Behaviour Management Within Teaching
Behaviour management can be regarded the ‘Achilles heel’ for many teachers regardless of what teaching sector they belong to. We are currently experiencing a shortage of teachers, with many leaving the profession citing poor behaviour of learners as a key factor. This can cause practitioners to become ‘burnt out’ or even result in significant time off sick.
A new teaching year brings fresh challenges, it can be easy to become overwhelmed by the level of expectations upon a teacher’s shoulders such as preparing schemes of work, arranging team meetings or undertaking a new role.
It can be easy to put behaviour management on the back burner, when it should be the focal point for any new or experienced teacher. An overriding factor with behaviour management is ‘consistency’; to remain consistent will promote understanding and a mutual trust between the teacher and student which will ultimately enhance learning.
Here are a number of methods which can develop and maintain positive behaviour:
1. Delegate responsibilities- Never feel that you have to do everything yourself as a teacher, delegate jobs or responsibilities to your learners. This can be anything from giving the books out at start of a lesson to reading a paragraph to the class. Delegating responsibilities promotes a ‘stepping up’ for the learner, and means they can’t take a back seat in your class. You can promote this further by setting learners challenges such as a 5-minute talk to the class about a topic of their choice.
2. Agreed classroom rules- Get the learners to create a classroom charter. These are expectations / rules that everybody must follow, and once agreed every learner signs the charter and it is placed on the classroom wall. This promotes a reminder of what rules they established at the start of the year and promotes consistency. Another good idea is to get learners to write the ‘teacher rules’ or expectations of what the learners want from their teacher.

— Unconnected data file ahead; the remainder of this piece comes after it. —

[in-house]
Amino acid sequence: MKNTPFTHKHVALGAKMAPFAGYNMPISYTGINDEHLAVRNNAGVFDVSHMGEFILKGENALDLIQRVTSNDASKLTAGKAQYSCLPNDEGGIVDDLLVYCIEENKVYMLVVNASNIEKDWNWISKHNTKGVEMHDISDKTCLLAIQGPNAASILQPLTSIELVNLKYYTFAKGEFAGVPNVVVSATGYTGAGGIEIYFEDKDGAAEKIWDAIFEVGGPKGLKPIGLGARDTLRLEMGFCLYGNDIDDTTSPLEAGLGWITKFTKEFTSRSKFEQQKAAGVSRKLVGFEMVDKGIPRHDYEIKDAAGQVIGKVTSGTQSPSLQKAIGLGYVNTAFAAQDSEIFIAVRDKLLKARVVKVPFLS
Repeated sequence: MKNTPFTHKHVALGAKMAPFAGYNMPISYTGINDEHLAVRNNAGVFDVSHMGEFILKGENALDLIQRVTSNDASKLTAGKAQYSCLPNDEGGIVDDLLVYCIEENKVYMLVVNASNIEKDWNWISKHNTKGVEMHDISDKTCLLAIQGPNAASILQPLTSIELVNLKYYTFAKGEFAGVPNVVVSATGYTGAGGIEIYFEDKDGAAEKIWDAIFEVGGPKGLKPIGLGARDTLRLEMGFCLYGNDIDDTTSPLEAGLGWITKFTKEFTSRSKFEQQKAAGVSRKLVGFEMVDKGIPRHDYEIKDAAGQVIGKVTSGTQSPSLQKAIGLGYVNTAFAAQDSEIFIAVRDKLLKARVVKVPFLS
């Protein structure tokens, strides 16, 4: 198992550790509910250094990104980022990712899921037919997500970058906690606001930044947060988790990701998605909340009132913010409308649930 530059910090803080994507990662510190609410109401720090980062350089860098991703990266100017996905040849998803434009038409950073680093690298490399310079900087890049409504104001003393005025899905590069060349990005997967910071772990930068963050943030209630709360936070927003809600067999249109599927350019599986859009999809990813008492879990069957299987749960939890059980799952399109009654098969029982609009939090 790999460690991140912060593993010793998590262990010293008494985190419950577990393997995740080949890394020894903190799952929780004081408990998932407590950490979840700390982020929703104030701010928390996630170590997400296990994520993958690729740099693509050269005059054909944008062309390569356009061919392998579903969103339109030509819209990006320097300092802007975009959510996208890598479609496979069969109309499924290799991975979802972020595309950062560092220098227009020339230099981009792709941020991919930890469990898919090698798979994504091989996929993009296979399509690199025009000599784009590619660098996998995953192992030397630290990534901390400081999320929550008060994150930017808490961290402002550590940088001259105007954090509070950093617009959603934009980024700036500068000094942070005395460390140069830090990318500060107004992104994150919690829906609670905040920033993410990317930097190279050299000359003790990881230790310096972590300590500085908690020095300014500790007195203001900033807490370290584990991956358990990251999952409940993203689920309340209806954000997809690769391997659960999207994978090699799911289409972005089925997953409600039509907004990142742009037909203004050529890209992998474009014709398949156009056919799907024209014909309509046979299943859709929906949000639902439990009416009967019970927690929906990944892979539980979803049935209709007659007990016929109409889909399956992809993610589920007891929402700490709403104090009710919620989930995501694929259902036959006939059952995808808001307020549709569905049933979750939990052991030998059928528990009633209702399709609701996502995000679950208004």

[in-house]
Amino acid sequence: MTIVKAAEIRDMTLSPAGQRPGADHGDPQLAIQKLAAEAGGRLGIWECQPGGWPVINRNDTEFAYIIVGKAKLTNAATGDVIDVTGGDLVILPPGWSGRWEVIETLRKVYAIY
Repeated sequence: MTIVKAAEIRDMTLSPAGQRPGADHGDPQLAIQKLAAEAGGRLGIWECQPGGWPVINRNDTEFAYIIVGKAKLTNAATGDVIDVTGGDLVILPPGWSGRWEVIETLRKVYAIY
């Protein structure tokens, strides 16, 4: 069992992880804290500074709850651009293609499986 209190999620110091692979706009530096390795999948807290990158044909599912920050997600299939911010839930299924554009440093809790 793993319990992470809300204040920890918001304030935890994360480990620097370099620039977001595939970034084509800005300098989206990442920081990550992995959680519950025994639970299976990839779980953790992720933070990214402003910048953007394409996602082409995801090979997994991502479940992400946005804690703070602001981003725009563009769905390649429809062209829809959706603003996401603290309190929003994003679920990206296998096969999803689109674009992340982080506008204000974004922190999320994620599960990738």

3. Seating plans created by you- Remember that you are in charge of your classroom. Creating a seating plan will encourage collaboration with non-friendship pairs. Changing the seating plan every term will boosts cohesion and can reduce off-task discussion.
4. Keep learning challenging & dynamic- A sign of disruption within the classroom is that learners find the content or teaching methods ‘boring’. Be an innovator, try implementing new technologies or games within the classroom and encourage competition to stimulate learning and keep everyone on task.
5. Praise- Praise is contagious and serves as a motivator for most students. Praise can be in the form of an email home, rewards, gift cards, student displays or even an end of year award. Get to know your learners to understand if they prefer praise in front of the class or a quiet word.
6. Be welcoming- At the beginning of every lesson stand next to your classroom door and welcome students to your classroom, be positive- this will set the tone for the lesson. Demonstrate your human side. For example “Did you win your football match at the weekend?” Getting to know your learners interests can help build a rapport with them.
7. Tomorrow is another day- When a bad day or lesson occurs, don’t dwell on the negatives-try to learn from them. Address the issue (even with the learner) and move on from them. Everyone deserves a clean slate.
8. Ask for help when you need it Seek advice from colleague’s, heads of department, friends and TES forms. Sometimes it is beneficial to listen to others methods- or even observe fellow teachers in different departments to see what methods they employ. You can always conduct a classroom survey to get the learners opinions.
9. Have high expectations- Have your own expectations alongside the agreed classroom rules. If a learner is late, remind them to knock on the door and wait outside (then address the issue at a suitable time). Remember to be fair with students and give them a choice in consequences when dealing with behaviour incidents.
10. Follow up actions- Use your institution’s behaviour management policies for every incident that occurs within the classroom. Keeping a record of the incident will support your case if a meeting ever arose with the learner.